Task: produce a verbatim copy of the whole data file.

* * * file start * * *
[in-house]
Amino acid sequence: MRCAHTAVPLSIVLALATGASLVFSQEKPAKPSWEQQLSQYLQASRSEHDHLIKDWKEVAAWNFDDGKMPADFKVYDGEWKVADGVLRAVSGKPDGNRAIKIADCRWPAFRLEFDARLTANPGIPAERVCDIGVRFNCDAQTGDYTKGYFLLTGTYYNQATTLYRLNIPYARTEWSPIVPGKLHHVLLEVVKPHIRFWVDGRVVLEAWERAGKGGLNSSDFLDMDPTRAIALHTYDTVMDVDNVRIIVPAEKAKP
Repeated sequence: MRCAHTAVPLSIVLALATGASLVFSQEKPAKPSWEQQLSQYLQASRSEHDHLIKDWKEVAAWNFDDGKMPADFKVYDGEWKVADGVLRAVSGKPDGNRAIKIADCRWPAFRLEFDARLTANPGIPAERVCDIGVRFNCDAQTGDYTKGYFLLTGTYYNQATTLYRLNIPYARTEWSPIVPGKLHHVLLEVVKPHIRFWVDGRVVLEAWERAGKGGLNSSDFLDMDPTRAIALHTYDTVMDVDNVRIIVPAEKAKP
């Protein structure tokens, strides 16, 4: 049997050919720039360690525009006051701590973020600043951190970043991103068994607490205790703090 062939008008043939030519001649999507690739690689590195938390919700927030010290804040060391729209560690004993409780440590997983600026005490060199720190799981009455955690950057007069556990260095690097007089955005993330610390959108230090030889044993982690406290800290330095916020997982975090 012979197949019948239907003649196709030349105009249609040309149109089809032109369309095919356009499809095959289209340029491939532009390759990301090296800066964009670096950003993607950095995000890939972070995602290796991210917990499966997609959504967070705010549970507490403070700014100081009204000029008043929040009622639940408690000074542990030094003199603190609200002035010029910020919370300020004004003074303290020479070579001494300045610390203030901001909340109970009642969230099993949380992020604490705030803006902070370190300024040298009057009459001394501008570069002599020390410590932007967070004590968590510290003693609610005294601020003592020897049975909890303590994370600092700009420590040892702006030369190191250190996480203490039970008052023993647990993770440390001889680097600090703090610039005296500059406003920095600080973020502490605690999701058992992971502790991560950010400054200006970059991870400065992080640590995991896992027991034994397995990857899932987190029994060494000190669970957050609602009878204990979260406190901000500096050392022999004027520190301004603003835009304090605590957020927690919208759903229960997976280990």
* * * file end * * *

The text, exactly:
[in-house]
Amino acid sequence: MRCAHTAVPLSIVLALATGASLVFSQEKPAKPSWEQQLSQYLQASRSEHDHLIKDWKEVAAWNFDDGKMPADFKVYDGEWKVADGVLRAVSGKPDGNRAIKIADCRWPAFRLEFDARLTANPGIPAERVCDIGVRFNCDAQTGDYTKGYFLLTGTYYNQATTLYRLNIPYARTEWSPIVPGKLHHVLLEVVKPHIRFWVDGRVVLEAWERAGKGGLNSSDFLDMDPTRAIALHTYDTVMDVDNVRIIVPAEKAKP
Repeated sequence: MRCAHTAVPLSIVLALATGASLVFSQEKPAKPSWEQQLSQYLQASRSEHDHLIKDWKEVAAWNFDDGKMPADFKVYDGEWKVADGVLRAVSGKPDGNRAIKIADCRWPAFRLEFDARLTANPGIPAERVCDIGVRFNCDAQTGDYTKGYFLLTGTYYNQATTLYRLNIPYARTEWSPIVPGKLHHVLLEVVKPHIRFWVDGRVVLEAWERAGKGGLNSSDFLDMDPTRAIALHTYDTVMDVDNVRIIVPAEKAKP
């Protein structure tokens, strides 16, 4: 049997050919720039360690525009006051701590973020600043951190970043991103068994607490205790703090 062939008008043939030519001649999507690739690689590195938390919700927030010290804040060391729209560690004993409780440590997983600026005490060199720190799981009455955690950057007069556990260095690097007089955005993330610390959108230090030889044993982690406290800290330095916020997982975090 012979197949019948239907003649196709030349105009249609040309149109089809032109369309095919356009499809095959289209340029491939532009390759990301090296800066964009670096950003993607950095995000890939972070995602290796991210917990499966997609959504967070705010549970507490403070700014100081009204000029008043929040009622639940408690000074542990030094003199603190609200002035010029910020919370300020004004003074303290020479070579001494300045610390203030901001909340109970009642969230099993949380992020604490705030803006902070370190300024040298009057009459001394501008570069002599020390410590932007967070004590968590510290003693609610005294601020003592020897049975909890303590994370600092700009420590040892702006030369190191250190996480203490039970008052023993647990993770440390001889680097600090703090610039005296500059406003920095600080973020502490605690999701058992992971502790991560950010400054200006970059991870400065992080640590995991896992027991034994397995990857899932987190029994060494000190669970957050609602009878204990979260406190901000500096050392022999004027520190301004603003835009304090605590957020927690919208759903229960997976280990």